ROCKINGHAM -- Two of the villages of Rockingham will receive nearly a combined half-million dollars to reimburse them for clean-up of the sites for local parks projects.
The U.S. Environmental Protection Agency recently announced Saxtons River has been named the recipient of a $275,500 grant to clean up the Sandri property and River Mill Park sites, while the Bellows Falls Historical Society, Inc. will be awarded $200,000 for the Historic Riverfront Park and Trail System project. The money is a fraction of the $17.48 million in Brownfields grants the EPA is bestowing upon municipalities and organizations working to protect people's health by assessing and cleaning contaminated parcels throughout New England. The grants -- funded by EPA's brownfields assessment, revolving loan fund, and cleanup grant program -- are aimed at boosting local economies and increasing jobs while maintaining public health and the environment, according to the EPA.
The EPA is awarding 48 grants to 46 different organizations.
Louise Luring, the chairwoman of the Saxtons River Village Board of Trustees, said her village will spend the money on cleanup and then get reimbursed by the grant. Saxtons River hired Scott Wunderle, a landscape architect who owns Terrigenous in Chester, and Paula Green of b.green Landscape Architects to design a park for the former Sandri building site and adjacent village-owned property.
"We have to find someone who will oversee the work. It's called a qualified environmental professional and that person has a team that does the work," Luring said Thursday. "There is still tweaking that has to happen. That is inevitable. But, basically, the design is set."
Luring said she hopes to have shovels in the ground on the site by next spring.
She said she wrote the grant and was required to attend a one-day training session at the EPA office in Chelmsford, Mass.
The session was also attended by Bellows Falls Historical Society President Dennis Ladd and executive board members Stuart Reed. Executive board member Cathy Bergmann told the Reformer the Historic Riverfront Park and Trail System project by the Adams grist mill has taken a while to get to the delicate cleanup stage because of the brownfields involved. She said work was needed to prevent the spread of any sort of contamination. Bergmann said the historical society recently completed another stage of the Riverfront Park project as part of a previous grant. She told the Reformer a deck and bird-watching overview has been developed at Cold Pond, though the area is still under construction.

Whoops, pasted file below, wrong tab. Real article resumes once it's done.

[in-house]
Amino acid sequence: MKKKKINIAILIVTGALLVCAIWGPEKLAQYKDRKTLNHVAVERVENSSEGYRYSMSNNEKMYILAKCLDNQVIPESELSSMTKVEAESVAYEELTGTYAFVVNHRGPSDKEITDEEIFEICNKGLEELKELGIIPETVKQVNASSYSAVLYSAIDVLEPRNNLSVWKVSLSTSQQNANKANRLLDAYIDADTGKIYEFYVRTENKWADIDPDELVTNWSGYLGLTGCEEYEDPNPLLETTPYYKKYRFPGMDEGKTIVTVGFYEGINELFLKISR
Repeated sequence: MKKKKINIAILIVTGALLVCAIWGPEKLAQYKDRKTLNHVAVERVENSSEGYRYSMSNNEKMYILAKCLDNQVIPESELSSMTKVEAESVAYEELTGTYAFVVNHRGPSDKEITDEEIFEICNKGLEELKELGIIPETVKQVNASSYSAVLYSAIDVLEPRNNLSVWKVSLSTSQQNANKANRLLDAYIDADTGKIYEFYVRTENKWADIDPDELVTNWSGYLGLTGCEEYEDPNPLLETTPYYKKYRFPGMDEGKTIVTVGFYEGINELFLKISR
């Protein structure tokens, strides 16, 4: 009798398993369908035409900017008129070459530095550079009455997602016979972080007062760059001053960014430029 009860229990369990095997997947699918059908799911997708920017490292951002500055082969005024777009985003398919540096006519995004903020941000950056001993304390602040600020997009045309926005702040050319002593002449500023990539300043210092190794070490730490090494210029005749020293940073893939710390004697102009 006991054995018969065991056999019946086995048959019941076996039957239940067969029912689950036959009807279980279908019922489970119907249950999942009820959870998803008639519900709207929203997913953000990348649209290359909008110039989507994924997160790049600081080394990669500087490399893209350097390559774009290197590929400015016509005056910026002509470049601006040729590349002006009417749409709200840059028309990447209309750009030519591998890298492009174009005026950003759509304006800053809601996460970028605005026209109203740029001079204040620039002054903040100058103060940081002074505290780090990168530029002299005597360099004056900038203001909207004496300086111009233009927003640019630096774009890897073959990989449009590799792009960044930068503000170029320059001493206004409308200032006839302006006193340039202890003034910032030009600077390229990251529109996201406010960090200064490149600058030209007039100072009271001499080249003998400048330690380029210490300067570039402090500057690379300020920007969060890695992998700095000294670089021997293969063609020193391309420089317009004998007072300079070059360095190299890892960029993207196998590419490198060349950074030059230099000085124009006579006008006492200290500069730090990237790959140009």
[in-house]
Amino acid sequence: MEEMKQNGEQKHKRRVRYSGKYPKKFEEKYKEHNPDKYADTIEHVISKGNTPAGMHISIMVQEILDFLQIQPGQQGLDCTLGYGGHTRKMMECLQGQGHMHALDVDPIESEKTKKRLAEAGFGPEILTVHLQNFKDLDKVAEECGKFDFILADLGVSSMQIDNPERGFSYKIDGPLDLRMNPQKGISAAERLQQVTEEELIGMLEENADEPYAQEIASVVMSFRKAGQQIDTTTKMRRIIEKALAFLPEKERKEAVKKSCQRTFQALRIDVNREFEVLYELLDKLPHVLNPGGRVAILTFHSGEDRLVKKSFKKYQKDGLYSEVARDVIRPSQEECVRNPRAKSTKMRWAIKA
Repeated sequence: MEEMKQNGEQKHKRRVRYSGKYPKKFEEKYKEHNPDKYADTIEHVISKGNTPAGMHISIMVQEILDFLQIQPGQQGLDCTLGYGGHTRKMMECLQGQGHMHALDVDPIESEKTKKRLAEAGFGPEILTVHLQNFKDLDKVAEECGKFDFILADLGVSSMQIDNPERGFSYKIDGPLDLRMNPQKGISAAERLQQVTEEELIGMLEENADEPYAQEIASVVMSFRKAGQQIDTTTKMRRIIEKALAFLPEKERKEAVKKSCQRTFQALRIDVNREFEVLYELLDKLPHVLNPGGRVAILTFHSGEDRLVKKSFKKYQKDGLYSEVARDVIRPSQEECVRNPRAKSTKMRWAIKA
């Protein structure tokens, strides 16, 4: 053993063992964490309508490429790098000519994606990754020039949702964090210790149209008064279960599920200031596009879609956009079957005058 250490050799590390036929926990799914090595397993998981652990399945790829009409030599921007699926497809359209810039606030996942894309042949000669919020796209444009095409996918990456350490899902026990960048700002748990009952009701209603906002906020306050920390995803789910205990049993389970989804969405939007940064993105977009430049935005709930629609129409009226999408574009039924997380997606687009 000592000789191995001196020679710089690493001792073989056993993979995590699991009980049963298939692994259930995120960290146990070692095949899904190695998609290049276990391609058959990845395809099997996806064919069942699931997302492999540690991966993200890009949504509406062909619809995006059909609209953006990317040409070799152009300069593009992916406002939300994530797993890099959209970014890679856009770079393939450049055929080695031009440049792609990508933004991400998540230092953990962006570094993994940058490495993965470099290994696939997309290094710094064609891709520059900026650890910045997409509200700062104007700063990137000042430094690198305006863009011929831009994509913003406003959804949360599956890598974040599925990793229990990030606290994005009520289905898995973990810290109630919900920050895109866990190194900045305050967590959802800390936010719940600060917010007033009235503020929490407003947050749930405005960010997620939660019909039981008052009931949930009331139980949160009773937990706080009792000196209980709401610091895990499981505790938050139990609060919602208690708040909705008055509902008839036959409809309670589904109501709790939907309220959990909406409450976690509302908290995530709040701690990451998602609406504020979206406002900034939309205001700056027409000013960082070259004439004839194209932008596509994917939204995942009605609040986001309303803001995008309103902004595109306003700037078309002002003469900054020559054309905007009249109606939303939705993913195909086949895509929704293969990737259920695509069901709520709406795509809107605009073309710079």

According to Bergmann, the overview will eventually be dedicated to Alice Hawkes, one of the founders of Bellows Falls High School, which is now Bellows Falls Union High School. Bergmann said the dedication will take place as soon as all necessary research has been conducted and Hawkes' family has been notified. A ribbon-cutting will offer the official opening of the park's bicycle and walking paths.
Bergmann said the deck is open to any members of the public. However, planting of willows and sedges must be done on one side of the pond, she mentioned. She said it is important to reduce disturbance to the pond as much as possible because it is a crucial part of the ecosystem of the surrounding animal and plant life.
Bergmann told the Reformer there are two remaining stages to the Historic Riverfront Park and Trail System project, which she said will probably take another couple of two years to complete. She said one the final stages is landscaping.
Barre, the Green Mountain Economic Development Corp. in Bradford, and the Rutland Regional Planning Commission are the other entities that will benefit from EPA grants. Vermont towns and organizations will receive $1,475,500 in total.
"Funding provided by EPA's Brownfields program is an important asset for local communities working to get abandoned or derelict properties assessed, cleaned up and back into productive use," said Curt Spalding, regional administrator of EPA's New England office. "EPA's investments in our communities through Brownfields grants leverage an average of approximately $17 for every dollar we spend. This is a wise investment in cleaning and revitalizing contaminated sites, creating jobs and new economic opportunities, and overall making our communities stronger and our environment cleaner."
Domenic Poli can be reached at firstname.lastname@example.org, or 802-254-2311, ext. 277. You can follow him on Twitter @dpoli_reformer.